Unfortunately, you have to pay to play so I can’t access all of the materials available to players, including the nutrition plans. Fortunately, I have the inside scoop ;) and was able to view the nutrition material. They’ve created three levels with the highest being the “performance level”. This level is for those who, “already have good eating habits that you just want to fine tune, have athletic or performance-related goals, or have a pressing health or inflammation condition that you’d like to address”. The level below that is the “lifestyle level” which is, “A good choice if you are looking for a long-term lifestyle nutrition program. This is a great start to a sustainable practice of living a healthy lifestyle”. The easiest level is “kick start” which is supposedly, “a great place to start if you’re new to the health and fitness game and need to make the most important tweaks to get yourself started in the right direction”.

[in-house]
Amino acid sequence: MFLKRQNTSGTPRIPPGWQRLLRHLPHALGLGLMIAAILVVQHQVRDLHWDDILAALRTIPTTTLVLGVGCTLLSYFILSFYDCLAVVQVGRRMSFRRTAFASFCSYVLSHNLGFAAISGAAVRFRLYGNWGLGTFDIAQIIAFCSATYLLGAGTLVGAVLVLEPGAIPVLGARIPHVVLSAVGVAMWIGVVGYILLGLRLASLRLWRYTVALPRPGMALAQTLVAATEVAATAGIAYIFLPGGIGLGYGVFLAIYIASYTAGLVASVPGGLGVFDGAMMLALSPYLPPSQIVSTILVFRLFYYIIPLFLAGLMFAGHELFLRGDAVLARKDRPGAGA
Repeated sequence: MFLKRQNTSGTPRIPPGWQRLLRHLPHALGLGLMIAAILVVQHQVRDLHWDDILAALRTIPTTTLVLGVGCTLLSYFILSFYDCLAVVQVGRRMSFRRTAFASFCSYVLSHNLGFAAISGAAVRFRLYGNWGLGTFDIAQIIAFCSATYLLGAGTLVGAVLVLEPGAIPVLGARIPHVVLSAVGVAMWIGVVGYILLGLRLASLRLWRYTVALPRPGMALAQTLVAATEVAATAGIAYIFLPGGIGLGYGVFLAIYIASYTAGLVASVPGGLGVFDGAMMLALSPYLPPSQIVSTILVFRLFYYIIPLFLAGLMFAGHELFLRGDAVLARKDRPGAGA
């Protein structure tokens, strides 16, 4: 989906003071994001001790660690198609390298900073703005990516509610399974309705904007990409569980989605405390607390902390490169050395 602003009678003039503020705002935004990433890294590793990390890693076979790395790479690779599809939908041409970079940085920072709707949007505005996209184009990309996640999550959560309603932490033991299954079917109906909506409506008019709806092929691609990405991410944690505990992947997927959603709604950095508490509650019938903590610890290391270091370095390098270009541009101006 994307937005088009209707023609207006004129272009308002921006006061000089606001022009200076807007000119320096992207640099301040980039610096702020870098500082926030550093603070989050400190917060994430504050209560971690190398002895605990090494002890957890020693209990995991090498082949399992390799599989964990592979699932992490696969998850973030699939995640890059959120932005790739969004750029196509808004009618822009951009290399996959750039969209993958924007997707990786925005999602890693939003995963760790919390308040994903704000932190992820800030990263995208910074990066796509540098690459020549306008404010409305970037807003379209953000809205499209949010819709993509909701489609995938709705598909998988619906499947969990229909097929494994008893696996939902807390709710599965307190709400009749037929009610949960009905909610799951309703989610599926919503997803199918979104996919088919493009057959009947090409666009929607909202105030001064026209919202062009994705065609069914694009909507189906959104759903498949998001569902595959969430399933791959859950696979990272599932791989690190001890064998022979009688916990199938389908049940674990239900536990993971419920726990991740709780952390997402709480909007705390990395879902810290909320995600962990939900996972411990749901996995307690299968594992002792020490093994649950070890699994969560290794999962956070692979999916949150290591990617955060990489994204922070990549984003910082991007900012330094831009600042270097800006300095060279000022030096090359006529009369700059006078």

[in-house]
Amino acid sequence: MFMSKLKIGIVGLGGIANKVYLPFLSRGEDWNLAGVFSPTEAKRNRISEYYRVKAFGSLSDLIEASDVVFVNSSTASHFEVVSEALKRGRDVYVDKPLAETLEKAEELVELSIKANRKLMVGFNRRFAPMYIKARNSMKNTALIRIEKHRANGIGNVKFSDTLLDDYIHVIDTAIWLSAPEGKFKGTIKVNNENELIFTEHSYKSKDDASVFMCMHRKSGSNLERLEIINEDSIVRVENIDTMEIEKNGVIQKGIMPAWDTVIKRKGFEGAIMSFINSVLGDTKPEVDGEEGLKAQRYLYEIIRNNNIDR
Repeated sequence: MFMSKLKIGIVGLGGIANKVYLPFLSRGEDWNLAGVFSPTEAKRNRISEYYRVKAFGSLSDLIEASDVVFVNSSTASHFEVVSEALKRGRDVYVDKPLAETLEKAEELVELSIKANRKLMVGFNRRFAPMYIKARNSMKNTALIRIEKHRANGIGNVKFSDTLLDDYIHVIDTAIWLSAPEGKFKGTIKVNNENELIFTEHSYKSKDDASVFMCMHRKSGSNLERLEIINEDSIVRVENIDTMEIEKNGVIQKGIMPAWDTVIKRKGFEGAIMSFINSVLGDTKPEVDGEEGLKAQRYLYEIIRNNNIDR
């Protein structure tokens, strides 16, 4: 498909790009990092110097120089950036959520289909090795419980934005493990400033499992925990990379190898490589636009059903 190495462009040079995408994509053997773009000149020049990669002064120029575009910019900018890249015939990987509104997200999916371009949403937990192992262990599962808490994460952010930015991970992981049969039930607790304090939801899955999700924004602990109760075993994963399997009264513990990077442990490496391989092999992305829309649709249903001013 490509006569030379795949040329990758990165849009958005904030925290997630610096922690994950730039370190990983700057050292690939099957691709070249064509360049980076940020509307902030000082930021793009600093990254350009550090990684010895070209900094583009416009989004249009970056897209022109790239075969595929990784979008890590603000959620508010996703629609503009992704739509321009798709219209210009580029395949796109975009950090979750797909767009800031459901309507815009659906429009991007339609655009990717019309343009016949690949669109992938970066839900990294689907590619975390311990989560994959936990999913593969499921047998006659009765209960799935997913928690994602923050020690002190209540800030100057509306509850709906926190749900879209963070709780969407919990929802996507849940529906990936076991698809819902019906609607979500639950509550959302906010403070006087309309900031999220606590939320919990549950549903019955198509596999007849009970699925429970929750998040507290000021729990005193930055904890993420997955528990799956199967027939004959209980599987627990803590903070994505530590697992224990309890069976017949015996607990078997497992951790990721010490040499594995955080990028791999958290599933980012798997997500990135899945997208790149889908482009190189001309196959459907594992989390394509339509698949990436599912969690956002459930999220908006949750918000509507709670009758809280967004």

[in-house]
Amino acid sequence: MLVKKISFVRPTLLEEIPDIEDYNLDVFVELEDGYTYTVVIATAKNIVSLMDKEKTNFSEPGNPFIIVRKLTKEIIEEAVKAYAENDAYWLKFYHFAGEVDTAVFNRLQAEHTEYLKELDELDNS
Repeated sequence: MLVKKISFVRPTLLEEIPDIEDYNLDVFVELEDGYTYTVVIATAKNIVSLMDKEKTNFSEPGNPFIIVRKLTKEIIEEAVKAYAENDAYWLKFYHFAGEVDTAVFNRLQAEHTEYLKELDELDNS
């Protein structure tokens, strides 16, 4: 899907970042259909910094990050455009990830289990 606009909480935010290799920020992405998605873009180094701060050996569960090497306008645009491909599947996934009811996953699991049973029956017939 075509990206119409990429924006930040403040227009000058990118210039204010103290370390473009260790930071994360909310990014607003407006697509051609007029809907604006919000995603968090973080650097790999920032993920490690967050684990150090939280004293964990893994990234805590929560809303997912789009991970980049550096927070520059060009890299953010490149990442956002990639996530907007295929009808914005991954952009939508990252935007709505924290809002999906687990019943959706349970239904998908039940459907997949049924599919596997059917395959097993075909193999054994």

At each level of the plan you’re given a list of foods that are “compliant” and “non-compliant”. The higher the level, the fewer the foods that are compliant. How did they determine which foods are “compliant” and which are “non-compliant”? Excellent question. I have no idea other than the statement they make at the top of the charts: “When you see (*) next to a food, it indicates the food is compliant but should be eaten in moderation, as there are potentially negative effects from overconsumption”. I assume that this means that they believe there are negative effects from consumption of “non-compliant” foods. What these negative effects are is anyone’s guess. Maybe weight gain? Inflammation? Enjoyment of life? The non-compliant foods for the “performance level” are: deli or processed meats, soy, corn, white potatoes, soybeans, taro, yucca, beans and other legumes, dried fruit with added sugar, peanuts, peanut butter, hydrogenated oil, industrial vegetable and seed oils, every grain and grain product, alcohol, soda (diet or regular), juice, all dairy (except butter), the only snack foods allowed are baked sweet potato fries or chips and baked vegetable chips. Yum yum. To be fair, they do say that this diet would be difficult to maintain long-term and “maybe not even necessary”. Yeah, no shit.